The subjects of these two offices (SD and Abwehr) had hardly anything to do with each other, therefore we did not pay much attention as to who had become the successor of Schimpf. Therefore we were very much surprised, when one Sunday morning when we returned from a walk with our little son, we met Herrn Canaris and his wife in our street.

As a matter of fact our two apartments were separated only by a few houses. Mrs Canaris played the violin and so soon we came to see each other frequently, and this social intercourse which was not to be interrupted until the death of my husband. In the course of time there developed a sharp rivalry between the two men as to their work in their departments, but that did not touch our private and social life. It was an excellent example of two men who were able to [keep] office affairs apart from private life. How many wonderful evenings did we spend with Canaris and Frau Erika [Canaris]; how many tasty dinners did we have there, which Canaris liked to prepare and cook himself. --

In 1934 the Canaris's moved into a [Berlin] suburb, where they had a little house built. A few months later the apartment house where we lived was sold, so we had to move too. We bought a little house in [Berlin-] Schlachtensee. When we returned from our walk with our two little sons (the second was born in 1934) the first Sunday morning in our new home, we again meet Canaris and his wife, who again lived only a few houses further on. It was like fate itself!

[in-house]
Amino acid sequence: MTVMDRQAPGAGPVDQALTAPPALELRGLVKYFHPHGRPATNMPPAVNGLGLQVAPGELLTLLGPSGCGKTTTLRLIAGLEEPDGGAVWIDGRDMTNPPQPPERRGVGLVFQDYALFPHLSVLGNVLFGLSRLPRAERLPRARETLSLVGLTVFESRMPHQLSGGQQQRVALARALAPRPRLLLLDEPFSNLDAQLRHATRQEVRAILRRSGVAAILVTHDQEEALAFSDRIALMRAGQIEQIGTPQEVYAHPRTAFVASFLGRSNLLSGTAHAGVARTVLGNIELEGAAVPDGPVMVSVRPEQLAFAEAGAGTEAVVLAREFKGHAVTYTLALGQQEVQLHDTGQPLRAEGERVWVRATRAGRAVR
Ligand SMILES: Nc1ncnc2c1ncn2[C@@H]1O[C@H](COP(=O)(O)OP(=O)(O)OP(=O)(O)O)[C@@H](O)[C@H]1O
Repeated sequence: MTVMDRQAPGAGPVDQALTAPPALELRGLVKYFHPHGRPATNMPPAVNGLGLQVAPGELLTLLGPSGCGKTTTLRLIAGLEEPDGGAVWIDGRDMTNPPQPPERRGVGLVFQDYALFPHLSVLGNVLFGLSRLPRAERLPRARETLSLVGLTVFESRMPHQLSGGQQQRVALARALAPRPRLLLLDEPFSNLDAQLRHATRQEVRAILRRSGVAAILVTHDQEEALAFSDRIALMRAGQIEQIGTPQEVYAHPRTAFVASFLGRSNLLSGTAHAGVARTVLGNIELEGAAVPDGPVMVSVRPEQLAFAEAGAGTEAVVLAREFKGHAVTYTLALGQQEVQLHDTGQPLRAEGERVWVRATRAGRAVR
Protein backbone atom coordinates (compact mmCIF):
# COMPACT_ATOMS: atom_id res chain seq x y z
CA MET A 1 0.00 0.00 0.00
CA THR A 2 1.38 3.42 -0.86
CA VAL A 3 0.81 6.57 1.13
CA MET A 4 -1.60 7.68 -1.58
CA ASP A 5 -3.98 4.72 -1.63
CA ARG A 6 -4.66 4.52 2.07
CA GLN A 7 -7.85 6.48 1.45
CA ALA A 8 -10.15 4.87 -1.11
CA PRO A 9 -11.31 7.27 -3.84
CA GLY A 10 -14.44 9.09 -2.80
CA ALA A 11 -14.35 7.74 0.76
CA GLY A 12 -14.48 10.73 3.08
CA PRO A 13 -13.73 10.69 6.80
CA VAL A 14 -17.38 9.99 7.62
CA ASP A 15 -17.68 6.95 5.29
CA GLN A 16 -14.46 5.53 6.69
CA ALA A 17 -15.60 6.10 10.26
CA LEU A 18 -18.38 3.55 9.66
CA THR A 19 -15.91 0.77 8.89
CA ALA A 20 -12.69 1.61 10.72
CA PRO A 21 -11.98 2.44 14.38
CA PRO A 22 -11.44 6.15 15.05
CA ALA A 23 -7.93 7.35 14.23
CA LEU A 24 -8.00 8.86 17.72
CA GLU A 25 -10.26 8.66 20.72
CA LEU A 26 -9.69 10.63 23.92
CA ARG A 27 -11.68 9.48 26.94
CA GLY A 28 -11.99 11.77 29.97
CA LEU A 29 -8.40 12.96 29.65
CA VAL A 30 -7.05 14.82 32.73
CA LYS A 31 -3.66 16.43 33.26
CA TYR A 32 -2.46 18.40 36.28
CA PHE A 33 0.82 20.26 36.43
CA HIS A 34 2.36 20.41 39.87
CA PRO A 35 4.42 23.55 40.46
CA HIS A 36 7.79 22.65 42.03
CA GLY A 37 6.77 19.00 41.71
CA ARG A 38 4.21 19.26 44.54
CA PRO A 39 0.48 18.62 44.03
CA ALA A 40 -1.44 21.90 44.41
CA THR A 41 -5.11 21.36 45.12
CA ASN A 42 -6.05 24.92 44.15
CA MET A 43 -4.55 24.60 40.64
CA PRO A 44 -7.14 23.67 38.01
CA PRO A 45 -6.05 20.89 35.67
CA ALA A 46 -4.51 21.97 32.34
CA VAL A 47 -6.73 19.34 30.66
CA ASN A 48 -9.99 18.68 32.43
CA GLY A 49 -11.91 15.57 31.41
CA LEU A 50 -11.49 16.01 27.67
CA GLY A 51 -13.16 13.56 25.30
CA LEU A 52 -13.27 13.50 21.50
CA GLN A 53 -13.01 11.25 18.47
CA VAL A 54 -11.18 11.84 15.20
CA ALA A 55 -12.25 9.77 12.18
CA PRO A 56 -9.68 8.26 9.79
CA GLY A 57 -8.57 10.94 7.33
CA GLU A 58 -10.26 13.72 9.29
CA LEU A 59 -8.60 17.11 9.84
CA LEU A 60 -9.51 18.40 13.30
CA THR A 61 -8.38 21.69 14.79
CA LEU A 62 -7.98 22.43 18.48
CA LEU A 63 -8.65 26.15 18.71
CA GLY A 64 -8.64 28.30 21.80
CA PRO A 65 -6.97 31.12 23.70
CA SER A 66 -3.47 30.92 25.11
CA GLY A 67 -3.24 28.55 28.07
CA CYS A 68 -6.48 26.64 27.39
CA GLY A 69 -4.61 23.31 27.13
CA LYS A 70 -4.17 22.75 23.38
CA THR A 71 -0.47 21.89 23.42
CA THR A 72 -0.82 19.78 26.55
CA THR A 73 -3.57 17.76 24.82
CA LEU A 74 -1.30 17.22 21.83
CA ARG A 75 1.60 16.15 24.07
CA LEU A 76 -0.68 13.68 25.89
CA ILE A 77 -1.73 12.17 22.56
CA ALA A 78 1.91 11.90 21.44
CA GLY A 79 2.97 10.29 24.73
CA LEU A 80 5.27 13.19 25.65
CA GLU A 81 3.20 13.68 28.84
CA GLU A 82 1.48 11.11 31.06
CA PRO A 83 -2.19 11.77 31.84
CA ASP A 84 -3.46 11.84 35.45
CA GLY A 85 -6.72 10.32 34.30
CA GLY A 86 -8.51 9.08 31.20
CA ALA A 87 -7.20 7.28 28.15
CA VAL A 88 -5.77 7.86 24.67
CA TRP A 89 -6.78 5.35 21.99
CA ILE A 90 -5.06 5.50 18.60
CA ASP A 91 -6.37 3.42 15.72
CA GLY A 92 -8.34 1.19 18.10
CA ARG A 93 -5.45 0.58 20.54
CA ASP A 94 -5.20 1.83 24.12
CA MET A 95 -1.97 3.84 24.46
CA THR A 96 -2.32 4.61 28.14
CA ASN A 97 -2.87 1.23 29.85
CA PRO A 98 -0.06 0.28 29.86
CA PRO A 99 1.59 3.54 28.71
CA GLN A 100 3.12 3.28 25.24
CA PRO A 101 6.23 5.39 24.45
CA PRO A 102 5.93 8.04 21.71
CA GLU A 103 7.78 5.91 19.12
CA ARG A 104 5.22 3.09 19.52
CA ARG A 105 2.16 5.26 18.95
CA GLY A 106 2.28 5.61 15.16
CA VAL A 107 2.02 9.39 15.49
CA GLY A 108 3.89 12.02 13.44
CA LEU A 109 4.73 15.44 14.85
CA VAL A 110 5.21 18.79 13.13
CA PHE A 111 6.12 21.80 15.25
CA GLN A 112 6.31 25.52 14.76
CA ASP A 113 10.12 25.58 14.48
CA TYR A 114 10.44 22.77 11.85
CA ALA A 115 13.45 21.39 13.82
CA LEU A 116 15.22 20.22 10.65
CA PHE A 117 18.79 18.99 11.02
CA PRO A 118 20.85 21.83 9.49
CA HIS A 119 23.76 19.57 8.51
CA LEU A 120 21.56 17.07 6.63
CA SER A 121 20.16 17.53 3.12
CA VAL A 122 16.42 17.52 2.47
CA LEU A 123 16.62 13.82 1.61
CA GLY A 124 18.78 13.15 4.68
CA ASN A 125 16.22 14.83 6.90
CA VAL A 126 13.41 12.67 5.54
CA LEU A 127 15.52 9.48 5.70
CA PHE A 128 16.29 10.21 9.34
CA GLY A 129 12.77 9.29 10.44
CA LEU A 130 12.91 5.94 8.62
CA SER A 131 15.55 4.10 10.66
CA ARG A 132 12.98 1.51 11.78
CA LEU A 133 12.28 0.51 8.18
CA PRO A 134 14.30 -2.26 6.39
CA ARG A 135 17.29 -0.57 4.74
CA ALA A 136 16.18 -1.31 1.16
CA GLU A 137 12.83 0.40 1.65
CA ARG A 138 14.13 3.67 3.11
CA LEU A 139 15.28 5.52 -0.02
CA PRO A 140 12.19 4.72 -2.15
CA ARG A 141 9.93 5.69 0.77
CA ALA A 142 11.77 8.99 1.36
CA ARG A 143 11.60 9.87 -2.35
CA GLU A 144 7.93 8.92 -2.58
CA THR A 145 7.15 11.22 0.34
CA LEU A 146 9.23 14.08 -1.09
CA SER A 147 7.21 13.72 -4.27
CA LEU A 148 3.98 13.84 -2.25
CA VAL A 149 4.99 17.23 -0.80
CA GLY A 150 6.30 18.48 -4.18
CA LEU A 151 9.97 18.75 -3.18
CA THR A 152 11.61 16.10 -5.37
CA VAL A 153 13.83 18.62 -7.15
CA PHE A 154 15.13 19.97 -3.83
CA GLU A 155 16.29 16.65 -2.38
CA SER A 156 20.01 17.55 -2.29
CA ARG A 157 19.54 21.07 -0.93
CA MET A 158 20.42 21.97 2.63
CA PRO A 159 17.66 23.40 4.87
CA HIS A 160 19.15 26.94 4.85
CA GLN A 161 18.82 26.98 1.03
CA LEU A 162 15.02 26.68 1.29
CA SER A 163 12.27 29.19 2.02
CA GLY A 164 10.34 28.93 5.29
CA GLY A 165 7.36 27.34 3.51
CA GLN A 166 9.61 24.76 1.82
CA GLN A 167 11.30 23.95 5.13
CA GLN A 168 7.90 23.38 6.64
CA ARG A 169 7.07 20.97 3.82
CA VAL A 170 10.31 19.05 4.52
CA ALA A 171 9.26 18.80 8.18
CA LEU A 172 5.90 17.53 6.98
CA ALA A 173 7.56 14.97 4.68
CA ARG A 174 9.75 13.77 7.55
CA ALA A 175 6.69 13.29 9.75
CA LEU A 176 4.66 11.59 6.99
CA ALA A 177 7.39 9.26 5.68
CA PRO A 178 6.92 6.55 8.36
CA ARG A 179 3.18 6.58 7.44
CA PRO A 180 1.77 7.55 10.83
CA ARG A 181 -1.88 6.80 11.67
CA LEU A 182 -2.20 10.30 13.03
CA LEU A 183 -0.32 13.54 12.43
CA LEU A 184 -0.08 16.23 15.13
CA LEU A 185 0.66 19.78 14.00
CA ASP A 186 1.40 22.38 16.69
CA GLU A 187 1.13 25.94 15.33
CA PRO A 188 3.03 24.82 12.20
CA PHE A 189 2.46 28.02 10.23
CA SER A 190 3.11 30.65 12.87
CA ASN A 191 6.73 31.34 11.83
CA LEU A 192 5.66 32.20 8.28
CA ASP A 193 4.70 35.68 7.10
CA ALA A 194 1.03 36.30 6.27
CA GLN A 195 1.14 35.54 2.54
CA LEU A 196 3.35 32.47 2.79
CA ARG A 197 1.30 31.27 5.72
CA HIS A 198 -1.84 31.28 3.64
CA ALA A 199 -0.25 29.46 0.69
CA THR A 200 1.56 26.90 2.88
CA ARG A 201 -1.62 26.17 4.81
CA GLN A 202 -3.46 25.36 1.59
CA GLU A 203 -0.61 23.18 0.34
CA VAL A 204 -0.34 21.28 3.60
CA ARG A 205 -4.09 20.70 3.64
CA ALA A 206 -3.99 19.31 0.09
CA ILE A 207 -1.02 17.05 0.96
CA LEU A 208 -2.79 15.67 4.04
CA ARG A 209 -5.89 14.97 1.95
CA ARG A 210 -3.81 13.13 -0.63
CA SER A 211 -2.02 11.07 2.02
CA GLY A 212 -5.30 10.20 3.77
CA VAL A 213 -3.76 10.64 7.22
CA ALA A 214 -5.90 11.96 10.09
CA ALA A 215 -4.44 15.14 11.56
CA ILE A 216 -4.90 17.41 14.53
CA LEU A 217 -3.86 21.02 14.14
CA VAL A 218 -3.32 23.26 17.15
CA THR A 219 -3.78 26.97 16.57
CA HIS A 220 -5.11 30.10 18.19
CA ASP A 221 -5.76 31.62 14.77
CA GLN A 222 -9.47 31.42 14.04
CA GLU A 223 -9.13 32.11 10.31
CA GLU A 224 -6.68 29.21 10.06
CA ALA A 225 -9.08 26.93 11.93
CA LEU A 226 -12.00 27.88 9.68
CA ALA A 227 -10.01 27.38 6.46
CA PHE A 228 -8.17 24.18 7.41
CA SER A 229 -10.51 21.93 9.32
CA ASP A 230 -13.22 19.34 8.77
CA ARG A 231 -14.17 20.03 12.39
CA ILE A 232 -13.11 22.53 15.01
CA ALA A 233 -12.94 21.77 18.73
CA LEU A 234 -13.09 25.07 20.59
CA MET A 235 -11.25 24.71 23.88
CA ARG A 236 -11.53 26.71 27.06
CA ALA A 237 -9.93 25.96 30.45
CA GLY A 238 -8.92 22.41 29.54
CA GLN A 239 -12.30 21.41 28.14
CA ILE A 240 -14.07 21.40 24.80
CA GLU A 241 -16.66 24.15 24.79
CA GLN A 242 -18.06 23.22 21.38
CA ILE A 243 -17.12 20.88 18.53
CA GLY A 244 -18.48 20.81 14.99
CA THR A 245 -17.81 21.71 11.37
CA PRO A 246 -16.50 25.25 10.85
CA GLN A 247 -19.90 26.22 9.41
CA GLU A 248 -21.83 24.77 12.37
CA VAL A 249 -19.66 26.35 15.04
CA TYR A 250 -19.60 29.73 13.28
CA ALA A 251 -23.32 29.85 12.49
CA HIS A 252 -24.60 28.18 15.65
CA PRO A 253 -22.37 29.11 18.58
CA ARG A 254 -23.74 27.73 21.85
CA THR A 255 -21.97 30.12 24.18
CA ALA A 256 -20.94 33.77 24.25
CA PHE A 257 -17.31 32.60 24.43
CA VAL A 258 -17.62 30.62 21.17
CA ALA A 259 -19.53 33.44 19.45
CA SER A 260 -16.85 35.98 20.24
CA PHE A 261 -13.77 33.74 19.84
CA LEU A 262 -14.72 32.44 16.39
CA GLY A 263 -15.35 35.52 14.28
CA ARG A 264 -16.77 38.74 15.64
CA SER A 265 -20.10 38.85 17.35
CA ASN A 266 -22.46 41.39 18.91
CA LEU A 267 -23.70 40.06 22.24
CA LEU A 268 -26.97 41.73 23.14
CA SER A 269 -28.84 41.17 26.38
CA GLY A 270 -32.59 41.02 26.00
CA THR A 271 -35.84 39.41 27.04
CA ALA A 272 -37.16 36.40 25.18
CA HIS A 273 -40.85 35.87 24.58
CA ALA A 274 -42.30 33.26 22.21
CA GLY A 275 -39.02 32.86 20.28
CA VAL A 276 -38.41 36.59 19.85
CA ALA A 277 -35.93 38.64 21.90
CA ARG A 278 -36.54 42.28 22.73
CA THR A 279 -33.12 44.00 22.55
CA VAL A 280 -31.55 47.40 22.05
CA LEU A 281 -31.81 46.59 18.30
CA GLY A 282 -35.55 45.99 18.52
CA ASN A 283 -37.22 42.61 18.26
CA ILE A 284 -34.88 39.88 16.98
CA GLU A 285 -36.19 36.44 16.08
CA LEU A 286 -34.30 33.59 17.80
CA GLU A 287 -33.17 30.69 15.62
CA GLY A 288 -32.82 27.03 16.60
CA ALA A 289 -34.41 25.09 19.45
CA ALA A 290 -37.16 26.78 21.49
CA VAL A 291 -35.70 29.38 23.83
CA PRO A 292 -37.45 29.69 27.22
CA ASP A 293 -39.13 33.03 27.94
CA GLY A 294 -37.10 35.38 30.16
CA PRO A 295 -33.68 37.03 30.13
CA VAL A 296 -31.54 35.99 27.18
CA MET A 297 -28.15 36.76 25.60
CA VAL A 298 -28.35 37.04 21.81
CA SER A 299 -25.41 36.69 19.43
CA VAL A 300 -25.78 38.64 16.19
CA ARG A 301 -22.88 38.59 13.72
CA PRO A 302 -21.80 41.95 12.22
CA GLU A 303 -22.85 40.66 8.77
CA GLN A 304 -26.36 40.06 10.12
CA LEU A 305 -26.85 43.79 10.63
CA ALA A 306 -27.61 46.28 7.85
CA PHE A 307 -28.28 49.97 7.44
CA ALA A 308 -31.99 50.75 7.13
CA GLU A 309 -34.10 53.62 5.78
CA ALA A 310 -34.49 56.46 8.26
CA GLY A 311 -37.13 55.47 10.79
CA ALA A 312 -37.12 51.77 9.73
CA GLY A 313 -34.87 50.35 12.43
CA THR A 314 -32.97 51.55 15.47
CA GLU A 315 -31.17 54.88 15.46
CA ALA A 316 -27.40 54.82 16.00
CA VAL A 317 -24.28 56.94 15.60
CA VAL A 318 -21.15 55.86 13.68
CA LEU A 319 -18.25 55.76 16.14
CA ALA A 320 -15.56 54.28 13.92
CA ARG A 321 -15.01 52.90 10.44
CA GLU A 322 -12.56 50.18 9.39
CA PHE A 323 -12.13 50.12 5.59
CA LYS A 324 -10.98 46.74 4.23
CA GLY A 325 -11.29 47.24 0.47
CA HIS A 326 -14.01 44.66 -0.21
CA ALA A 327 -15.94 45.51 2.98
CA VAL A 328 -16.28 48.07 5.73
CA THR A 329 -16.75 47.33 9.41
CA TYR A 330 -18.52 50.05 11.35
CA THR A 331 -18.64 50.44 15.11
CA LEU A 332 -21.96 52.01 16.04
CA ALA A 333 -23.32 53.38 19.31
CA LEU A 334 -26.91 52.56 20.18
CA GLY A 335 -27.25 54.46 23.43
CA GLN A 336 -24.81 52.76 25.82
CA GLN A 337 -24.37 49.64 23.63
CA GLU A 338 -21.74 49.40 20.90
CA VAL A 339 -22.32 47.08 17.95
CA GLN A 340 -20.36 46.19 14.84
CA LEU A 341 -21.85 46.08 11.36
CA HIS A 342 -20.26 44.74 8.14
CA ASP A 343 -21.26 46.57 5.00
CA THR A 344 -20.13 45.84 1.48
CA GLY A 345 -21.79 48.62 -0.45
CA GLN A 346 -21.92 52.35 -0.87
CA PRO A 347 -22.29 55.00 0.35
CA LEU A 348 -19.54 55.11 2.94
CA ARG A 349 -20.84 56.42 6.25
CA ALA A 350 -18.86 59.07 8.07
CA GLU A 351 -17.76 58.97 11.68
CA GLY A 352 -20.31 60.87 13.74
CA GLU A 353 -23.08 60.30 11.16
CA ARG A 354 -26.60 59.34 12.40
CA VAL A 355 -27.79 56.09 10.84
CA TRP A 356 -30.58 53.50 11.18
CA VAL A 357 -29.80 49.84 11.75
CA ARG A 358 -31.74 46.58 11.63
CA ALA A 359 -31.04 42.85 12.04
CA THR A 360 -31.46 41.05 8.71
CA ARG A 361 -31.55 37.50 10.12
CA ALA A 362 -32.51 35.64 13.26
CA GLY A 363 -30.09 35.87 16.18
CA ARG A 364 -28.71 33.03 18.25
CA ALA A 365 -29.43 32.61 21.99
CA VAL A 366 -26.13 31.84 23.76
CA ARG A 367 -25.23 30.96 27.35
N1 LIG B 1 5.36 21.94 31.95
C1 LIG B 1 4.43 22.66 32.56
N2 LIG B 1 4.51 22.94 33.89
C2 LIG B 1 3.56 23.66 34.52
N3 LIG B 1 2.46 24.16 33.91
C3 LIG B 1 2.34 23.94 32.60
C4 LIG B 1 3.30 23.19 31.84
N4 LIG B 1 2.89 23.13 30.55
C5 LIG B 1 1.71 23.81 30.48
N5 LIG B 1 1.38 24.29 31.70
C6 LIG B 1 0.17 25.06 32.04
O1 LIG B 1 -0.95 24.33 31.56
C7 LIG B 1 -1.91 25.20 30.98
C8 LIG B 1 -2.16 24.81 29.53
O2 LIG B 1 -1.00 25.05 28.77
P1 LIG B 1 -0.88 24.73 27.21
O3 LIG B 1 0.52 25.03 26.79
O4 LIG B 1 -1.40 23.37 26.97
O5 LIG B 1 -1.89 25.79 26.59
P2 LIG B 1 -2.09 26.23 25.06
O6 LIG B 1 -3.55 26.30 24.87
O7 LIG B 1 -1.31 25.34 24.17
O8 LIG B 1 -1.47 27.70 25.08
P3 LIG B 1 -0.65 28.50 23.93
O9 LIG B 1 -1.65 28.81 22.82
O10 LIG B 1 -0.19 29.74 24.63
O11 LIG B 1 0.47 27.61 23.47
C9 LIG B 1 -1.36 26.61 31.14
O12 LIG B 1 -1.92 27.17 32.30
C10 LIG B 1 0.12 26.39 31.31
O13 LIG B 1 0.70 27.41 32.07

Do you now understand why I think that my husband would never have let C. be hanged [in April 1945 at Flossenbürg]? He surely would have influenced to such a degree that every thing would have gone all right, if some one should have dared to take steps like the 20th of July [1944] during my husband's lifetime. --

We used to see each other on our birthday parties, the two men went together hunting, no festivities in our houses passed without our reciprocal taking part in them. -- We had a picture of the "Dresden" [cruiser] in the Battle of the Falkland Isles [in World War I]. It was a present from Canaris; he had painted it himself.

The "Dresden" was sunk, and he was saved only in the last minute; he had come to Spain then, and there he was sentenced to death. But the evening before the execution he had asked for a priest, a confessor. He succeeded in obtaining this priest's gown, and dressed in his clothes Can[aris] gained his freedom. Canaris told [us] that, when we received the picture. Canaris and his wife were our last guests in Jungfern-Breschan in the end of 1942. They stayed for several days, and I shall never forget these days.


WITH this talk about Canaris, I told things which happened later. I want to talk about things and an event that happened during the Olympiad [1936].

By the way, I wish you to get this correct now: my husband [Reinhard Heydrich] did not fight duels. He had taken up fencing as sport. He did not approve of duels as a way to settle honour affairs. He was skilled in fencing, if [sic. whether] with Degen, Säbel and Florett (I do not know the adequate expressions in English) in the way they use[d] to fence in Italy and France. Do you know what I mean? [Jan 1952 she adds: "My husband became German fencing champion in 1940. His trophy, a golden pin, is still in my possession."]